Upsets? Drama? Not on No.1 Court, at least not for the two former champions in action on day three. After Andy Murray had rolled over Blaz Rola for the loss of just two games, Petra Kvitova matched the feat as she dispatched Mona Barthel 6-2, 6-0.
Kvitova, who overpowered fellow Czech Andrea Hlavackova 6-3, 6-0 in the first round, once again defied her reputation for slipping into three-set tussles. Barthel had raced to a 7-5, 6-0 win against Romina Oprandi in her opening match and was expected to provide a little more resistance, having taken to Kvitova in three sets back in 2012. In the end, the result was nothing short of emphatic – the German lost 11 games in succession to bow out in just 54 minutes.
Kvitova, her right thigh still strapped to protect a hamstring strain, made a cautious but steady start against Barthel. The German’s brief was clear: keep the No.6 seed moving, but Kvitova brought up a break point in the first game while still finding her range. Barthel recovered to hold and might have capitalised on a 0-30 lead in the second game, but Kvitova found her way back with a couple of timely aces.
From that point onwards Kvitova assumed complete control. Moving with greater freedom, she was free to let rip from the baseline and bully Barthel into submission. The 23-year-old held once more but a cross-court backhand return blazed past to bring Kvitova a second break point in game five, sealed with a Barthel double-fault.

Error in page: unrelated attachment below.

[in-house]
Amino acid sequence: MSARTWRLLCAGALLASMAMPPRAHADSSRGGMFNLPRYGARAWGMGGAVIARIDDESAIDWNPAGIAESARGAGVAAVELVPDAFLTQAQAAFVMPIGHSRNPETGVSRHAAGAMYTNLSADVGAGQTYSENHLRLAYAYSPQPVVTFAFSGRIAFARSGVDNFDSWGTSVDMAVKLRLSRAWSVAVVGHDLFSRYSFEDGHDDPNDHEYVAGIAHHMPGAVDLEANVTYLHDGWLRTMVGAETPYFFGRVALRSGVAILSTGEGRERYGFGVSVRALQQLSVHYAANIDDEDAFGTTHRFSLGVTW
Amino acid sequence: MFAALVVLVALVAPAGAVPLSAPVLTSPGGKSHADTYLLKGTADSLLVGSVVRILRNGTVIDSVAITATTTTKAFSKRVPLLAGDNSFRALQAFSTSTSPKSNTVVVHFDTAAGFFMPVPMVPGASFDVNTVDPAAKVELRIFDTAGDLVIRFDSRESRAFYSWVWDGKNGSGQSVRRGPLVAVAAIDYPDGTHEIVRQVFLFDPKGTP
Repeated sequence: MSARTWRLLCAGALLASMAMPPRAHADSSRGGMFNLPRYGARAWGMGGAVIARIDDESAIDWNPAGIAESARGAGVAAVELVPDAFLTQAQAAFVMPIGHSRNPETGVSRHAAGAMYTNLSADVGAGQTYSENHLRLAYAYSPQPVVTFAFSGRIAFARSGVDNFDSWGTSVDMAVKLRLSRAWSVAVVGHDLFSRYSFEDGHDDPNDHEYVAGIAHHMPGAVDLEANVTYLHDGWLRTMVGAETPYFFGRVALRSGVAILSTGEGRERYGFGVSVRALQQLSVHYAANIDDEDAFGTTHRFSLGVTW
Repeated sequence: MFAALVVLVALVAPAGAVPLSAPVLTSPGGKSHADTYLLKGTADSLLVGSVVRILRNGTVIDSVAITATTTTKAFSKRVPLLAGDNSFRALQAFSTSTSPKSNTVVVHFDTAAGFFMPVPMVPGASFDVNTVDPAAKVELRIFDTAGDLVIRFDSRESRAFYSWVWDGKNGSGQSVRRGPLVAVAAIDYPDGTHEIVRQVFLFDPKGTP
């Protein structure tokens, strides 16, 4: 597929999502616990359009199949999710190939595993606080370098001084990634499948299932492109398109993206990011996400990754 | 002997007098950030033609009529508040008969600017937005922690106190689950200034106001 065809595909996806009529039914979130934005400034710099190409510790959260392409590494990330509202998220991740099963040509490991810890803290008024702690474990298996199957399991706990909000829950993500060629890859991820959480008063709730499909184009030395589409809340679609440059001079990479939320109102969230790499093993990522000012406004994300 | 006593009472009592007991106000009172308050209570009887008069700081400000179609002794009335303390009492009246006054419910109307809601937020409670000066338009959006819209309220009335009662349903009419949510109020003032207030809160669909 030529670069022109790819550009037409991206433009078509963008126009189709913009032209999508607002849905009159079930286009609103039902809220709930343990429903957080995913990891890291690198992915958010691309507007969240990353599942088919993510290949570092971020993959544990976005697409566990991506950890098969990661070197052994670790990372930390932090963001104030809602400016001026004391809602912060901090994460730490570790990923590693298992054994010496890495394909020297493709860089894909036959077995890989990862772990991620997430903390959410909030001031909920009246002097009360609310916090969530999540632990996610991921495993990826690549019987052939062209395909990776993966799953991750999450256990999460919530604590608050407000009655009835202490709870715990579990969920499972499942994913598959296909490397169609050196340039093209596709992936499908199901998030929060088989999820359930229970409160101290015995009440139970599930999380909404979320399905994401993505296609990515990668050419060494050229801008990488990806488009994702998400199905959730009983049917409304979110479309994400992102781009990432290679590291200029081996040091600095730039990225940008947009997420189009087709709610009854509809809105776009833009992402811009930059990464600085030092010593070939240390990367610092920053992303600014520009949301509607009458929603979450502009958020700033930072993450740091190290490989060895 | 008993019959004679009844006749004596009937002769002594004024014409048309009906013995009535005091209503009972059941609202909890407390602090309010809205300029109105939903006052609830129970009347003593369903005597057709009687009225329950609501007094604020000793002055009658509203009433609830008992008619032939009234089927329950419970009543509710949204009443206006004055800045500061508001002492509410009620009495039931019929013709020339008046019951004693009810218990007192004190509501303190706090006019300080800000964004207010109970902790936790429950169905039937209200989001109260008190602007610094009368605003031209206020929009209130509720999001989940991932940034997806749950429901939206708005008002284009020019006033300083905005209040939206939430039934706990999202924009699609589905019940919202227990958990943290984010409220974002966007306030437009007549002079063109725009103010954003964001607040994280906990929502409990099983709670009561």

As the German crumbled, Kvitova grew in confidence. There were shades of her 2011 form as she struck 25 winners in all and showed the fine touch around the net. The opening set disappeared in 25 minutes, and after falling to a third break at the start of the second, Barthel disappeared beneath her dipped visor.
With the match all but over at 6-2, 5-0, the German rallied to finish on a high note. Having cruised through the match without facing a break point, Kvitova was suddenly 0-40 down. Undeterred, the world No.6 served her way out of trouble before Barthel came again, saving four match points and bringing up another two chances to break with some of her best tennis of the match.
The German could not avoid the whitewash, however. Kvitova afforded herself a smile as she reached match point for a fifth time with a sumptuous drop volley raising her arms in victory when Barthel netted her return.
“It's nice to just be done in two,” Kvitova admitted. “Of course, for my leg and for my body it's much better to play only two. [My leg] was fine from the beginning, so stayed like that. I hope it's going to be good in the next match as well.”
Five-time Ladies' Singles champion Venus Williams awaits in what promises to be a spellbinding third-round encounter on Friday. The Czech, who admitted that she had not watched coverage of the 34-year-old’s five Wimbledon titles, has won three of their four previous meetings. All four matches have been settled in three sets; their last two encounters, most recently in Doha earlier this year, both ended in final-set tie-breaks.
Asked about the prospect of facing Williams at a Grand Slam for the first time, Kvitova said: “It's always big fight. I think it's just about the smaller things and the key points in the match. It’s going to be very important to stay confident and play for every point, because I know that she can play really well. She plays flat shots like me on the grass, and of course she has a big serve.
“I'm looking forward for this match. I think it's going to be a great fight.”
20:08It brings me no pleasure but it's time to bring the curtain down for another year. Seemed somehow appropriate to leave the last word to Roger Federer. Thanks a billion for reading. What a fortnight, what a final, fast forward to 2015 please...
20:03"I already have seven. It's not like I need another one. But it would have been awfully nice to have it. I think that's what the feeling was of the people, and I felt that... I know they love tennis. They love tennis after we're all gone."View all